In summary, to an RF chipset engineer, the "noise" might be the background noise within the circuit of the chipset, while, to an 802.11 administrator, "noise" might be the ambient, non-802.11, RF energy in the environment. To avoid a double-use of the term "noise" and "signal to noise ratio," we propose the term, "interference" to refer to the ambient, RF energy in the environment, and the term, "signal to interference ratio," or "SIR," to refer to the strength of the signal relative to the ambient, RF energy in the environment. This leaves "noise" and "SNR" to refer exclusively to the thermal noise within the chipset and avoids confusion when 802.11 administrators talk to RF engineers or electrical engineers. Finally, bear in mind that SIR is probably not what the card is measuring when it reports "signal quality," even though it's common to (incorrectly) equate signal quality with SIR.
This topic is discussed in more depth in Connect802's paper, "You Believe You Understand What You Think I Said -- The Truth About 802.11 Signal and Noise Metrics," available from our white papers page.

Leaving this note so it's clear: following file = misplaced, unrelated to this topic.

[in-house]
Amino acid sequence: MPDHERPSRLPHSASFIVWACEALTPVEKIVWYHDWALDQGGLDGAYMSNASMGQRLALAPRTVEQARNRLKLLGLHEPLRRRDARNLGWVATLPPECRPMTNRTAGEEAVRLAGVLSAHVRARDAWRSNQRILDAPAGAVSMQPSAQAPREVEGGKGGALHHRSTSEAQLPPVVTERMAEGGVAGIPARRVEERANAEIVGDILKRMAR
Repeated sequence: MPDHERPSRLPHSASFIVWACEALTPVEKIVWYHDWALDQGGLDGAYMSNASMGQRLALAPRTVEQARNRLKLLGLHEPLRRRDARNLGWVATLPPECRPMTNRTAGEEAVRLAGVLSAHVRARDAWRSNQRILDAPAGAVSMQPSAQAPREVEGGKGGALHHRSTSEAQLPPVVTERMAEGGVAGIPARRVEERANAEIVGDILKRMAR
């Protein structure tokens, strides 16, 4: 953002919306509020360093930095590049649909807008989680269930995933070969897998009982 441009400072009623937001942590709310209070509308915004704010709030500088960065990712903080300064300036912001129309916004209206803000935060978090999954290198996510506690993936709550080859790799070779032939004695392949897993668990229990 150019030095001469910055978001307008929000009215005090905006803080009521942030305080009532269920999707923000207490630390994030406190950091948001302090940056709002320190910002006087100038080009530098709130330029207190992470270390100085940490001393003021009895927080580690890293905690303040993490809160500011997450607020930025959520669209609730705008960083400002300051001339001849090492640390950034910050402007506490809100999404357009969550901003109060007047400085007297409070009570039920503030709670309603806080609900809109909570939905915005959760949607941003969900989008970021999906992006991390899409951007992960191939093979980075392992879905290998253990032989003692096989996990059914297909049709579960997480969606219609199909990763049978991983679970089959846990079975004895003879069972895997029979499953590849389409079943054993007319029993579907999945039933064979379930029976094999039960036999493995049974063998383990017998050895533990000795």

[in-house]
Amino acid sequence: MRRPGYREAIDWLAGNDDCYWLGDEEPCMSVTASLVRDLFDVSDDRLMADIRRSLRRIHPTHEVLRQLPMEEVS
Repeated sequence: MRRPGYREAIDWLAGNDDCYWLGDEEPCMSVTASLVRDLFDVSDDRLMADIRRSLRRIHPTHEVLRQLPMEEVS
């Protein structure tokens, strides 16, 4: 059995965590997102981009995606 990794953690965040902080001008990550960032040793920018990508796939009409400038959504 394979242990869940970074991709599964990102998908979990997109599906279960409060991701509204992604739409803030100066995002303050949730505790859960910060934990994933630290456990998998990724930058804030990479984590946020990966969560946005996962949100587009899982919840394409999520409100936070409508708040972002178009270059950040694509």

In early 2005 expect to see yet another amazing application of wireless technology. Nokia has launched a new case for its line of cell phones. You might ask, "This is amazing?" The case itself implements a technology called Near Field Communication (NFC), an emerging radio frequency identification (RFID) technology that is, indeed, amazing. The Nokia NFC shell for the cell phone contains embedded, "manufactured-in" circuitry that allows the NFC device (the phone's shell itself) to interact with other NFC services and download information, such as Web URL's, into the handset.
Other applications for NFC technology include swapping electronic business cards between devices or using the NFC interface to authenticate yourself at the checkout counter at a hotel or ticket counter at the airport. Philips and Sony are also pushing NFC technology strongly. Essentially, a NFC device becomes a short-range RFID reader, able to interact in the RFID space. See what Nokia has to say about the NFC shell.
The first mobile phone to work with the new Nokia NFC is the Nokia 3220 (pictured to the right), a tri-band camera phone that is available in two versions: a GSM 900/1800/1900 primarily for the European and Asian markets, and a GSM 850/1800/1900 primarily for the Americas. The Nokia NFC shell is a functional cover developed for the Nokia 3220 phone. The Nokia NFC shell with four tags will be available during the first quarter of 2005 in Europe, and during the second quarter 2005 in the Americas and Asia.
By the way, speaking of RFID-related news, Symbol Technologies acquired RFID supplier Matrics for $230-Million dollars and William Nuti, Symbol's president and CEO said, "It is Symbol's goal to lead in the RFID industry." The acquisition will give Symbol access to the only fixed-position, multi-protocol reader in the market today as well as Matric's tag production capability.
Symbol Technologies Has Actively Entered the RFID Market